My friend Sam Griffin, the retired publisher of the Bainbridge Post-Searchlight, recently shared a letter written to him in 1942 by his father, Capt. Marvin Griffin, later to be governor of Georgia, as he and his men, members of the Georgia National Guard's 101st Coast Artillery/Anti-Aircraft Battalion, were preparing to embark for Port Moresby in Papua New Guinea.
There was a time when I believed that the best way to curtail the impact of money flowing into our political system was to monitor it. Make sure that campaign contributions and lobbying expenditures were reported quickly and accurately, I reasoned, and journalists and the American public could determine for themselves what they could tolerate.
Washington is debating how tough legislation should be to reduce carbon emissions and slow global warming. Doomsayers are predicting the 21st-century rise in carbon dioxide will bring heating of the earth, flooding of coastal cities, increases in hurricane strength and frequency, proliferation of tropical diseases, extinction of species and more.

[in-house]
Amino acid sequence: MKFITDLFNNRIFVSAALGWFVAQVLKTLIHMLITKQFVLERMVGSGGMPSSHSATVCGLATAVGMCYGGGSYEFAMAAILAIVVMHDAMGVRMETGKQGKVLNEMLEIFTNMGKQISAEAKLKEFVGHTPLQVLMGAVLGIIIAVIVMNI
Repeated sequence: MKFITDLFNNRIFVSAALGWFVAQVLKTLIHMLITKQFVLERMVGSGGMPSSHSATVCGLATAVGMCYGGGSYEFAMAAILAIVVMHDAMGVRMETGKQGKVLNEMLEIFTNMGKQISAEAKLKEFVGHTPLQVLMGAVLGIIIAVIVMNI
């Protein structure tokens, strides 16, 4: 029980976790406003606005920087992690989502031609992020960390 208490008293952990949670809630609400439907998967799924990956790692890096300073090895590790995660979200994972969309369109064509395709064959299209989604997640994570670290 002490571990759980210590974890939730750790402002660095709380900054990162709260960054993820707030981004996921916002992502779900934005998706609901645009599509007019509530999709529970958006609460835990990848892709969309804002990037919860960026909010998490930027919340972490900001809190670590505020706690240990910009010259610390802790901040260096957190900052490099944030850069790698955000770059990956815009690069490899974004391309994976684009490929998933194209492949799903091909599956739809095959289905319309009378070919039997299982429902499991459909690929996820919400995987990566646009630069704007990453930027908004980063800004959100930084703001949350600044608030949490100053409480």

Republicans needn't trouble themselves to nominate a presidential candidate in 2012. No matter what, President Barack Obama will be running against George W. Bush.
I am not going to tell you how old he is because he might not want you to know. So, I will just tell you that on his birthday next week, the last number will have a "zero" behind it and he was born just as Dwight Eisenhower was going out of office and John F. Kennedy was coming in. You can figure out the rest.
While I often quote our founding fathers for their wisdom in creating our Constitution with its almost divine qualities, there is one glaring issue that they overlooked. They should have required a balanced budget or at the very least limited debt except in time of war.